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I just finished watching Anthony Pompliano's interview of Michael Saylor, the CEO of Microstrategy, aka the company that just purchased $425M of Bitcoin.
I found it to be an interesting interview and one that was worth watching. Saylor lays out his company's rationale for taking almost all the cash sitting on their balance sheet and using it to buy BTC. Throughout the hour and 20 minute discussion you hear expected phrases like wealth preservation, inflation hedge, digital gold.
He also makes a compelling case for why his company chose Bitcoin (BTC) as opposed to other cryptocurrencies like Ethereum or Bitcoin Cash. The reasons given are BTC's overall network effect and proven track record, as well as the BTC community's resistance to hardforking in any changes to the protocol. He says he could care less about high transaction fees, or smart contracts, because all he wants is a network that maintains a constant store of value.
That's all well and good, but for me personally, wealth preservation and simply creating yet another asset to diversify one's portfolio aren't what interests me about crypto.
To me the value proposition of crypto is the ability to transact with people all over the world, securely, privately, instantly, practically for free, as well as being a store of value. This is why I support the Bitcoin Cash mission of becoming the greatest form of money in the history of the world. Money that can do things never done before. Money that opens up new markets and new opportunities. Money that can both be a store of value and a medium of exchange.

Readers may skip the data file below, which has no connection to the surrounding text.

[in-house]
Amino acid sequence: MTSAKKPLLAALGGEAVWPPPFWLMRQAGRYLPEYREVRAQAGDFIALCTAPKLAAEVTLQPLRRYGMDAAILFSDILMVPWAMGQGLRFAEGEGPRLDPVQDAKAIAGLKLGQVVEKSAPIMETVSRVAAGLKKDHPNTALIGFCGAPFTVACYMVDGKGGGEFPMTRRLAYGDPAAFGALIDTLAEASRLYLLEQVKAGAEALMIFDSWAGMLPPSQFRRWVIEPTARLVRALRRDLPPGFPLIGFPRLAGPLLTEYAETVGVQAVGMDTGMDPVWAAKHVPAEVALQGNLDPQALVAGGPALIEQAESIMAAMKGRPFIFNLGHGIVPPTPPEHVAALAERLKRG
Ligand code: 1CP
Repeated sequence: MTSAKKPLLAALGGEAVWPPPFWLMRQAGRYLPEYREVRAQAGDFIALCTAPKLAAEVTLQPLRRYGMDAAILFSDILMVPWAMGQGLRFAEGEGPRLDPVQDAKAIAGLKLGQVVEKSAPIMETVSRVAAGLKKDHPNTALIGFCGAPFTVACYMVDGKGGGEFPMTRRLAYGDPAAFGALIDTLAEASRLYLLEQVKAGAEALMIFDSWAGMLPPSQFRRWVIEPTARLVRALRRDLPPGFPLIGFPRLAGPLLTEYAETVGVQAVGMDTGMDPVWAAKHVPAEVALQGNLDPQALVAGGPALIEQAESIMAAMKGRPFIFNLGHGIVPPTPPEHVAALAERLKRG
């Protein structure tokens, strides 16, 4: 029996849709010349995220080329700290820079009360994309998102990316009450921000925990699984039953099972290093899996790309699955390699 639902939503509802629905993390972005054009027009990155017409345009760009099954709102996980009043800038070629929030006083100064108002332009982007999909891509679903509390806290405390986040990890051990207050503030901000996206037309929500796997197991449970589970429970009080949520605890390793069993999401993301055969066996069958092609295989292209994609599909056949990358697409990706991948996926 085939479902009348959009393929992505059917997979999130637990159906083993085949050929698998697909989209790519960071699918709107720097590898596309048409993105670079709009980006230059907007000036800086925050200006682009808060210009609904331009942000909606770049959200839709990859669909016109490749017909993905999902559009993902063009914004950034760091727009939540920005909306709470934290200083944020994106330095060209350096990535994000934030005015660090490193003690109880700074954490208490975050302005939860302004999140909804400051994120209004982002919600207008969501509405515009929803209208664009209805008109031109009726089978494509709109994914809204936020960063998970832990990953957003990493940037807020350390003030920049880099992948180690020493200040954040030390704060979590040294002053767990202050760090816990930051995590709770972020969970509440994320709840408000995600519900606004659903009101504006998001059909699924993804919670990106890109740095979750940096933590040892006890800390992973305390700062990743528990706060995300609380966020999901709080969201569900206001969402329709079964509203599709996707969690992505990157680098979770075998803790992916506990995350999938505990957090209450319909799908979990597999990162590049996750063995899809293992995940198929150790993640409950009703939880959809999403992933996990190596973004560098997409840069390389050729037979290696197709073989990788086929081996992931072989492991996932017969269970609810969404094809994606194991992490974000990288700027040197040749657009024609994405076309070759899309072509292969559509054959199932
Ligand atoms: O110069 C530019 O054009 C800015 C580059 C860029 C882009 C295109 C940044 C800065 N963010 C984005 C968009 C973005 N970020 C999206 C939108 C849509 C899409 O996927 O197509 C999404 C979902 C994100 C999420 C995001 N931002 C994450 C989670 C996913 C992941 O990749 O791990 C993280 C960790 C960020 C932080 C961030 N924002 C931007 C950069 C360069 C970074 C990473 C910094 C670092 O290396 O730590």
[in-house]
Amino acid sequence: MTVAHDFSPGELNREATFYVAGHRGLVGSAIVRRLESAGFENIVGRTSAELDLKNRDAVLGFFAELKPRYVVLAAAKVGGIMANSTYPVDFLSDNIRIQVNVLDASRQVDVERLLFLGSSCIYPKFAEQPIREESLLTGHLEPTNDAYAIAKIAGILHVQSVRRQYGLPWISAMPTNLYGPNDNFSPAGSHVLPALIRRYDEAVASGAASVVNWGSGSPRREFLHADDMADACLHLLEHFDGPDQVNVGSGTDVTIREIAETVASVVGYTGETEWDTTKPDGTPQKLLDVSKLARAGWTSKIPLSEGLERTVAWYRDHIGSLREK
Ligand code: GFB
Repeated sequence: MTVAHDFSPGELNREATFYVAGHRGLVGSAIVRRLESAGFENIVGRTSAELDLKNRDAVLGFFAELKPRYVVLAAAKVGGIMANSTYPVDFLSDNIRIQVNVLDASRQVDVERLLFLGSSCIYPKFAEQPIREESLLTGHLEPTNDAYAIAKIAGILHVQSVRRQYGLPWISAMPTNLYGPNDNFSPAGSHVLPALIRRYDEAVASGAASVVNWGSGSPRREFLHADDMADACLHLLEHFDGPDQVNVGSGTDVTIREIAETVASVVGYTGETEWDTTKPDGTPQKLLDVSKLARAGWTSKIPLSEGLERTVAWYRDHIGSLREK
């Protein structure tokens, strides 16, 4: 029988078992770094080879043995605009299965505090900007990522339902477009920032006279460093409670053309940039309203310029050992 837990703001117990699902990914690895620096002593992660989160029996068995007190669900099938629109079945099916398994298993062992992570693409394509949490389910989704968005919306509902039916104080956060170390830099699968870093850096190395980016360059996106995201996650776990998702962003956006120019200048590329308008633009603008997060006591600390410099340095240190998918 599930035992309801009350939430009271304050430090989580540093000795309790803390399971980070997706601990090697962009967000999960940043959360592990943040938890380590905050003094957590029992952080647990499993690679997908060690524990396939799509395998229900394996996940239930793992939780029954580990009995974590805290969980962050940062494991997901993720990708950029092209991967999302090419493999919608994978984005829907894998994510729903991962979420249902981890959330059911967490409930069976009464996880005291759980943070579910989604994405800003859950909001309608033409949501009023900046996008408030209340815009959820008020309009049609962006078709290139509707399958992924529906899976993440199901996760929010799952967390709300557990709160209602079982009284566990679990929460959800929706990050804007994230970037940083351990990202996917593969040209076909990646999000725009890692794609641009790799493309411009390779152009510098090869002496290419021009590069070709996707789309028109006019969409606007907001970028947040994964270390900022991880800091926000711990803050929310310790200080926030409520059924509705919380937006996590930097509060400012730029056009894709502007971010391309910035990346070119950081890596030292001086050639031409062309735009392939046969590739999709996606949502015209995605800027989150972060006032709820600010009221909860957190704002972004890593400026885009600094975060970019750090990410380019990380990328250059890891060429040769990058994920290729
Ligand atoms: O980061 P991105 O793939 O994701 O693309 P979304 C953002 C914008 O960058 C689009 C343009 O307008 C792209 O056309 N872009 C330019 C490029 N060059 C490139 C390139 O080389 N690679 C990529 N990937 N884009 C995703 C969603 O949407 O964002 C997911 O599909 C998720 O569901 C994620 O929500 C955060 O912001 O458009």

Sure, BTC offers something you can't get with physical gold, but by limiting innovation and being unwilling to evolve, I think BTC's value proposition is capped much like its block size, and the magic has been lost.
To me it's more concerning that someone bought $425M of BTC and the price didn't move. What happens when there are no more buyers interested in using BTC as a store of value? What happens when you run out of greater fools?
I think Bitcoin was an amazing innovation, but its goal was never intended to only be a digital store of value. I believe Satoshi Nakamoto's invention was meant to lead to a paradigm shift. To change the way we interact and do business.
I couldn't help but notice that during the entire interview they didn't once mention the potential benefits of cryptocurrencies increasing economic freedom in the world, or taking power away from the state, or banking the unbanked.
It's why the baton has been passed to Bitcoin Cash to fulfill the original mission of creating the best money the world has ever seen. Money that isn't just intended to sit on some company's balance sheet for the next hundred years.